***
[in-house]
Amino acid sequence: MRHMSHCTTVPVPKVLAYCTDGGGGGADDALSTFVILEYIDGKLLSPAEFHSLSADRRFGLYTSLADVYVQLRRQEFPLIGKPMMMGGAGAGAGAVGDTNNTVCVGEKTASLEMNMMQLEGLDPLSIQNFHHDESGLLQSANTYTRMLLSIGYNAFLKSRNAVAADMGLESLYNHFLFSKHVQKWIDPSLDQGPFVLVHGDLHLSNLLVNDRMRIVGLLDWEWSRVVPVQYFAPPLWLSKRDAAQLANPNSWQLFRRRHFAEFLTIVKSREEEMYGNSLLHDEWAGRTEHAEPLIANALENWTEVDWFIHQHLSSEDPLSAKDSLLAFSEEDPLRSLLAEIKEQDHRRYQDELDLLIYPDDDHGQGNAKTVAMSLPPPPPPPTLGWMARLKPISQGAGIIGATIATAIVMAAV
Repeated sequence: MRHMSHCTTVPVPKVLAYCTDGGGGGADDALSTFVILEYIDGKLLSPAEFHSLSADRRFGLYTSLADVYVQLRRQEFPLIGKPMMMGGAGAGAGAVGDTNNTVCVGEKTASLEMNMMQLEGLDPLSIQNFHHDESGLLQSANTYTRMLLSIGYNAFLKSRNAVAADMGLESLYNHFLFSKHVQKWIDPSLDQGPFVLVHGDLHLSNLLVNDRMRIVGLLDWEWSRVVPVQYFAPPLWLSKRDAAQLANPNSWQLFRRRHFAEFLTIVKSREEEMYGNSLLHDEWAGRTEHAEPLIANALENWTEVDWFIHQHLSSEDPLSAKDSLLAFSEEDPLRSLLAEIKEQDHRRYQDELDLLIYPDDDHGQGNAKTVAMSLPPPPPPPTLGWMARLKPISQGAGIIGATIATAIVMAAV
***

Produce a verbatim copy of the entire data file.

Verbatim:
[in-house]
Amino acid sequence: MRHMSHCTTVPVPKVLAYCTDGGGGGADDALSTFVILEYIDGKLLSPAEFHSLSADRRFGLYTSLADVYVQLRRQEFPLIGKPMMMGGAGAGAGAVGDTNNTVCVGEKTASLEMNMMQLEGLDPLSIQNFHHDESGLLQSANTYTRMLLSIGYNAFLKSRNAVAADMGLESLYNHFLFSKHVQKWIDPSLDQGPFVLVHGDLHLSNLLVNDRMRIVGLLDWEWSRVVPVQYFAPPLWLSKRDAAQLANPNSWQLFRRRHFAEFLTIVKSREEEMYGNSLLHDEWAGRTEHAEPLIANALENWTEVDWFIHQHLSSEDPLSAKDSLLAFSEEDPLRSLLAEIKEQDHRRYQDELDLLIYPDDDHGQGNAKTVAMSLPPPPPPPTLGWMARLKPISQGAGIIGATIATAIVMAAV
Repeated sequence: MRHMSHCTTVPVPKVLAYCTDGGGGGADDALSTFVILEYIDGKLLSPAEFHSLSADRRFGLYTSLADVYVQLRRQEFPLIGKPMMMGGAGAGAGAVGDTNNTVCVGEKTASLEMNMMQLEGLDPLSIQNFHHDESGLLQSANTYTRMLLSIGYNAFLKSRNAVAADMGLESLYNHFLFSKHVQKWIDPSLDQGPFVLVHGDLHLSNLLVNDRMRIVGLLDWEWSRVVPVQYFAPPLWLSKRDAAQLANPNSWQLFRRRHFAEFLTIVKSREEEMYGNSLLHDEWAGRTEHAEPLIANALENWTEVDWFIHQHLSSEDPLSAKDSLLAFSEEDPLRSLLAEIKEQDHRRYQDELDLLIYPDDDHGQGNAKTVAMSLPPPPPPPTLGWMARLKPISQGAGIIGATIATAIVMAAV